Always:

Change the port.
Don't permit root access.
Restrict use to authorized users/groups.
Restrict use of protocol version 1 and legacy support.
Use strong key based authentication.
Require strong passwords (and strong user names).
Keep the ssh server up to date.
Create detailed logs.

If possible:

Turn off the port when not needed.
Restrict access based on IP.
Require relaying in.
Detect probes and lock the IP out.
Detect unauthorized access attempts and lock the IP out.
 
Old 09-27-2007, 12:16 PM   #13
unixfool
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Analogy:

If someone were breaking into homes and a homeowner notices that most of the break-ins involved homes with black doors, would you paint your door white to avoid future break-ins? Or would you add a lock, an alarm, and buy a dog and/or gun? Which option has the most potential to lessen the impact of a break-in?
 
Old 09-27-2007, 01:36 PM   #14
mlnutt
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The black door/white door is a poor analogy at best.

Is it easier to open a *locked* door that you know where it is or a *locked* door that you don't know where it is? In order to knock you have to know where the door is.

If you are a soldier would you rather stand in an open field and yell "Here I am" when the enemy calls? Or would you hide and be quiet? *Of course* you always wear body armor and carry a gun. But you also try to conceal yourself.

Again, as I stated previously, changing the port is NOT the only thing one should do.
 
Old 09-27-2007, 02:33 PM   #15
unixfool
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Quote:
Originally Posted by mlnutt View Post
The black door/white door is a poor analogy at best.

Is it easier to open a *locked* door that you know where it is or a *locked* door that you don't know where it is? In order to knock you have to know where the door is.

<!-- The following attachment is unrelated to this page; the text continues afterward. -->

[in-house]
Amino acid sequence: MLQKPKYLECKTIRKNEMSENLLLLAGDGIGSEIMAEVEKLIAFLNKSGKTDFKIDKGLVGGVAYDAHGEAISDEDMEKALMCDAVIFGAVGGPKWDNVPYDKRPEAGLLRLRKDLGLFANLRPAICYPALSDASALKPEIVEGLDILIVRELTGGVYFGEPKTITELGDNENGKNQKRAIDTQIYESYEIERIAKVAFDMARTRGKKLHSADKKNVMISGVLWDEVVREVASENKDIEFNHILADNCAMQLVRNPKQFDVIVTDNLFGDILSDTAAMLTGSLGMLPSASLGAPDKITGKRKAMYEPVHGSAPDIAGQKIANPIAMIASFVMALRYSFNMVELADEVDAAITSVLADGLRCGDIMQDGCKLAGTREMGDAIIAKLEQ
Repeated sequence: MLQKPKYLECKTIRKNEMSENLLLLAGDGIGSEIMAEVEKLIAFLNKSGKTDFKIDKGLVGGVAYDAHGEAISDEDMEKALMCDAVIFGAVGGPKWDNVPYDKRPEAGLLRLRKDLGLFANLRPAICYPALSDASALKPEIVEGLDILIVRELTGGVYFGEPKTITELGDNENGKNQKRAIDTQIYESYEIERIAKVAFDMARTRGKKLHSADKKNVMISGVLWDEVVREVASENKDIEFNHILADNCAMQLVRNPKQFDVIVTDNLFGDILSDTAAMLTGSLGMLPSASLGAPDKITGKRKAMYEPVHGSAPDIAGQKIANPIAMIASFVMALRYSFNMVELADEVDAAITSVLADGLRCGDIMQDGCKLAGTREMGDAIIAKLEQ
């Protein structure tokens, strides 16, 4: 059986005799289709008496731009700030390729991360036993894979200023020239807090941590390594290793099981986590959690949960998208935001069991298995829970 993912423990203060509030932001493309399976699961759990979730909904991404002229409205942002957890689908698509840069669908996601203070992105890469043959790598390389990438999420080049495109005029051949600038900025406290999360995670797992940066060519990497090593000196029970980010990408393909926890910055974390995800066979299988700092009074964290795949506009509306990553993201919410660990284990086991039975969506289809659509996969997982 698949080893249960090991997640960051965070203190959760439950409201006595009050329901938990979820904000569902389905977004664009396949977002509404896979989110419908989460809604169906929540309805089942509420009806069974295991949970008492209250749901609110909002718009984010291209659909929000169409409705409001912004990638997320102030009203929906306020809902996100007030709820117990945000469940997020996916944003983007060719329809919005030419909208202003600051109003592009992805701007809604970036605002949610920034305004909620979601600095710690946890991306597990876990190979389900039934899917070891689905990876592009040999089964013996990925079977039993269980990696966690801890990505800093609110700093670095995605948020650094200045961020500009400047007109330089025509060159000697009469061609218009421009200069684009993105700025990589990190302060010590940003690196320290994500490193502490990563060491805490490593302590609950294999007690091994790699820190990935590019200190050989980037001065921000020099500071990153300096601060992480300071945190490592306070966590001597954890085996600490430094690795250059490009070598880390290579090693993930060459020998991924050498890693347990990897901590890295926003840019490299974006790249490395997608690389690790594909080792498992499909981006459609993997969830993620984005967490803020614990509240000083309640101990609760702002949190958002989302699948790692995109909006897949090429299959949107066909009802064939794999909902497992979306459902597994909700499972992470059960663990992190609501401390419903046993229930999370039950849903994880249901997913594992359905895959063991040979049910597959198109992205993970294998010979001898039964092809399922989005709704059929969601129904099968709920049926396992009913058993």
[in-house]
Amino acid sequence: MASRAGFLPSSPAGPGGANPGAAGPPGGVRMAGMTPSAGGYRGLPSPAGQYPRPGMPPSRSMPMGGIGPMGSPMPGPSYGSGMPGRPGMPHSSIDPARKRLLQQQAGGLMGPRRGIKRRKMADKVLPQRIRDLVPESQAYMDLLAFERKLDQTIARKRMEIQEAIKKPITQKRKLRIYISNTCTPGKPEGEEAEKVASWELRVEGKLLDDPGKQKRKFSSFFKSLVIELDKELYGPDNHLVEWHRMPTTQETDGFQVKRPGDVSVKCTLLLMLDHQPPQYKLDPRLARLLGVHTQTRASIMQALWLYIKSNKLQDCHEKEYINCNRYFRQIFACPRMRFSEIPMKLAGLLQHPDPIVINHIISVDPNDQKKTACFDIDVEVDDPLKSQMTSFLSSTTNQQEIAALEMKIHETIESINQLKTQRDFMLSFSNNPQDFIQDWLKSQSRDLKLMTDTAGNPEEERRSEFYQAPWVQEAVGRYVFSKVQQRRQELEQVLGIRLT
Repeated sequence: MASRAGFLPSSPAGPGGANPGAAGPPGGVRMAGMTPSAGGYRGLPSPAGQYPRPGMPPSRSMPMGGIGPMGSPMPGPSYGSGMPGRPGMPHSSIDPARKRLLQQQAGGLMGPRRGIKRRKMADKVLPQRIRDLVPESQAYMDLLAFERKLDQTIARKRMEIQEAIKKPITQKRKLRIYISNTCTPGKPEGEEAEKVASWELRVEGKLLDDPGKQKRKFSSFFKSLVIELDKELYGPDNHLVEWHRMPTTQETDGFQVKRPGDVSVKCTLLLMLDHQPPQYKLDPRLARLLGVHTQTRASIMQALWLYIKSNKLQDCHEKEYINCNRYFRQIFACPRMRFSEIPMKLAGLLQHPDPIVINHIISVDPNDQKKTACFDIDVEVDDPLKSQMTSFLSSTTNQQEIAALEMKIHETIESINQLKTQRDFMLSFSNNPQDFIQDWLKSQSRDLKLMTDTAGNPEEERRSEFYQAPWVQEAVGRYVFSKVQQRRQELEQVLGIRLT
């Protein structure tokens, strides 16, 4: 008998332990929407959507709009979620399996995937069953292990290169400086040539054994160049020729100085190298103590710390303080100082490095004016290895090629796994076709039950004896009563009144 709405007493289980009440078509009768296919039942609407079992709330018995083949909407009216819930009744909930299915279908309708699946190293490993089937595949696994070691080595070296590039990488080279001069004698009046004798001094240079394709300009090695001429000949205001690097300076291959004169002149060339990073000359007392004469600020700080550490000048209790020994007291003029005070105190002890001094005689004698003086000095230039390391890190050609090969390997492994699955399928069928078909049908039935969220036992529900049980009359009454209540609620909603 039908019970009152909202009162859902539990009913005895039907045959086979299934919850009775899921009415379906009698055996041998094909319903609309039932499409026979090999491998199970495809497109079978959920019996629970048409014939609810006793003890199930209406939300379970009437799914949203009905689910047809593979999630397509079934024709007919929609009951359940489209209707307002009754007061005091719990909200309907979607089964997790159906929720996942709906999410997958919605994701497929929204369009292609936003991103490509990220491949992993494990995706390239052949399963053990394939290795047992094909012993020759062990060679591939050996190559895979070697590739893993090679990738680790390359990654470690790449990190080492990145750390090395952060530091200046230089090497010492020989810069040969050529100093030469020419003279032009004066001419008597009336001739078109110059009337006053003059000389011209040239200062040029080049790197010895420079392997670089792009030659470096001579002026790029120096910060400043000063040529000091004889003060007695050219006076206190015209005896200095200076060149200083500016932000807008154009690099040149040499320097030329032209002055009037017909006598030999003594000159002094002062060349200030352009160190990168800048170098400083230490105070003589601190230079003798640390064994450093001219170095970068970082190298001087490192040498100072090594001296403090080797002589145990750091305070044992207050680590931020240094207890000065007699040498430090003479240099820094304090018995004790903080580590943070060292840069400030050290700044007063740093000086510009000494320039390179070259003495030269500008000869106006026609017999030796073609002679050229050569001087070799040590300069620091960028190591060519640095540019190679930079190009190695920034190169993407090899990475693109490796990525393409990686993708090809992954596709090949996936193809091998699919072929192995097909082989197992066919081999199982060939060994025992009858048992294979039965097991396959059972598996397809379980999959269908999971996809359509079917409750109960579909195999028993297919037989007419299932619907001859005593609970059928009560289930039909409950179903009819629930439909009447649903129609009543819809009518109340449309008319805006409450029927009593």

If you are a soldier would you rather stand in an open field and yell "Here I am" when the enemy calls? Or would you hide and be quiet? *Of course* you always wear body armor and carry a gun. But you also try to conceal yourself.

Again, as I stated previously, changing the port is NOT the only thing one should do.
I gave an example of a layered approach. I think the example sufficed, as I gave examples of several methods that enhance the house's security overall.

Changing a port to dodge brute force attempts just changes a port that could be found by an nmap scan. The port is still there, open to the world. Without using things such as key authentication, port knocking, allowing only authorized hosts and firewalling the rest...without additional solutions, changing the default port doesn't do much beyond keeping your logs clean (until someone actually actively searches for open ports before bruteforcing).

As a veteran soldier, I understand that cover and concealment are two different things. Cover protects...concealment doesn't, it just hides. Cover is a protected area, while concealment is a bush that a soldier can hide within. Concealment generally doesn't protect, although there are cases where an object can provide both cover AND concealment...changing a service to listen on a non-standard port won't necessarily protect.

Last edited by unixfool; 09-27-2007 at 03:39 PM.